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Old 11-01-2014, 06:52 AM   #15
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I'm diggin' your blog, Sarah!

"Simply waiting for tomorrow to live our lives is not a bargain we want to make..."


Ditto and YES, to this!
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Old 11-01-2014, 07:13 AM   #16
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I have a very narrow modest niche - I restore headlights (H1's and H4's) and turn signals for concours and museum level vintage Porsches (the longhoods from 1965-1973). I don't full-time but can be out for several months at a stretch. I'm able to bring along the tools I need, sit under the awning, and do my work.

My wife and I also volunteer as interpretive hosts at National and State Parks.
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Old 11-01-2014, 10:35 AM   #17
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We have been "grounded" by medical and family issues, but are getting back into the Argosy next week for a 5 month stint in an Amazon warehouse up in Coffeyville. I also work as a search engine rater for a company called LeapForce, that's all done online. I write for bubblews.com - that's more fun than money, but the money is always welcome. Hubby is retired, so we have that income, but I'm still a few years away from any sort of retirement income, so I have just worked a lot on finding things to do that don't tie me to a single location. Well, Amazon does that for a few months, but it's a way to earn enough in a short time to move on and do something else when it's over.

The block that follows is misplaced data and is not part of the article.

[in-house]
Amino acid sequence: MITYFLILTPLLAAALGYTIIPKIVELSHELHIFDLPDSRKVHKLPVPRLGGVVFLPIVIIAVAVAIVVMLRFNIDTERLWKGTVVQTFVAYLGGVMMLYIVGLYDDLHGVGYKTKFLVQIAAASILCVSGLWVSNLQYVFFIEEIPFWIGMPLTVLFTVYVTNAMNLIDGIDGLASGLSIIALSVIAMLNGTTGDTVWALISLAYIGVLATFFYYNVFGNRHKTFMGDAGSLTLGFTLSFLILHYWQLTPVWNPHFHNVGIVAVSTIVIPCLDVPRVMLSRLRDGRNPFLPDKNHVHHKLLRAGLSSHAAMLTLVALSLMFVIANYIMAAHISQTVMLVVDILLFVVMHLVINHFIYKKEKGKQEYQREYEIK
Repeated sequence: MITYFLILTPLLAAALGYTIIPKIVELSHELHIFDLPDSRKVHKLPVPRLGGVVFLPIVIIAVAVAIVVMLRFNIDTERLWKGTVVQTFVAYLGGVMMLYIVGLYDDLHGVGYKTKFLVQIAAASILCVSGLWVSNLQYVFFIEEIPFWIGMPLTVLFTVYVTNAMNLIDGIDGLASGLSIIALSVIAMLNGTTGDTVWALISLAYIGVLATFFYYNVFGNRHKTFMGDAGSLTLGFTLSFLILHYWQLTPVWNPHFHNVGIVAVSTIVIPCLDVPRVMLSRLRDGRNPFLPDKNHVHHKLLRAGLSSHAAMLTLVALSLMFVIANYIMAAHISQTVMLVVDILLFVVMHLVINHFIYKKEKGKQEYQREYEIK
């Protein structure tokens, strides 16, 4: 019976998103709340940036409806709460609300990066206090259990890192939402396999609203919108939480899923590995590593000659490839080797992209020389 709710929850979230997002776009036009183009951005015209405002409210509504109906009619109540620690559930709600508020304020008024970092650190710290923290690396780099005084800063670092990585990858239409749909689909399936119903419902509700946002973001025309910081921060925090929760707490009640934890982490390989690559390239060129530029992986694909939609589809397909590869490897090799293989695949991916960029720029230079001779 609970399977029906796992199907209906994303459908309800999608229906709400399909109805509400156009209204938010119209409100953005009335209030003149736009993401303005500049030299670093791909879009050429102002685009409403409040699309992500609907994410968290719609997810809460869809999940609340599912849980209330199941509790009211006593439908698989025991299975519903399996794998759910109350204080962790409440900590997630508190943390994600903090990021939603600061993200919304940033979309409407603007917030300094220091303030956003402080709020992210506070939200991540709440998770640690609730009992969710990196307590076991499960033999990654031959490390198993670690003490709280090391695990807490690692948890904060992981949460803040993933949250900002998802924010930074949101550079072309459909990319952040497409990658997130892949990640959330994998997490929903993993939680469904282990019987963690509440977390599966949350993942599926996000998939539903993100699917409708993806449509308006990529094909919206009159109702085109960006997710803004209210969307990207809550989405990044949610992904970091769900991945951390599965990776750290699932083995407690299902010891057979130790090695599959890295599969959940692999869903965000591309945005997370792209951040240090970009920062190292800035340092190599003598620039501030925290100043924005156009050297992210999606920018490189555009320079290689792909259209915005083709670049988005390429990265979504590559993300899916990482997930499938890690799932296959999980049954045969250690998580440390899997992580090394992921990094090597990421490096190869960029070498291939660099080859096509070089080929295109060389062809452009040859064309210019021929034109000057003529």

I've heard the Amazon gigs can be very physically taxing. Does the pay offset that?


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Old 11-01-2014, 11:24 AM   #18
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An interesting prospective and well done blog!
As a working photographer you will know that making a living at it is not as easy as it seems. That said, it looks to me like you always have the ability to go to a "plan-B" if needed. So have fun with your new adventure and remember it's the photograph that no one else has that is worth taking!

Cheers
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We are in our mid-thirties and will be starting to be part-time full-timers in about a month (just waiting for the dealer to make an upgrade on a 2011 25FB that we are purchasing). This will be our second stint of part-time full-time travel (last time we did it from an SUV, I continued working but my partner took three years off and lived off savings). This time, we want to take along our cats and both work from the road, which is why we are buying the Airstream.

Our situation – he is a software developer who is 100% remote. I am a nonprofit consultant with a few long-term clients. I have a busy spring and fall but can otherwise control my schedule and have created my business with the goal of being able to work remotely a lot of the time. I am not ready to give up my consulting practice and our house yet, which is the main reason we are part-timers for now.

We are also landscape photographers and publishing three e-books last year helped pay for a substantial part of our Airstream. I am slowly giving up more and more of my consulting practice to work on building our photography business because then we could be entirely remote (even though I still do not think I want to be on the road 100% of the time). We have found a lot of opportunity in self-publishing and it is probably where I will focus most of my energy.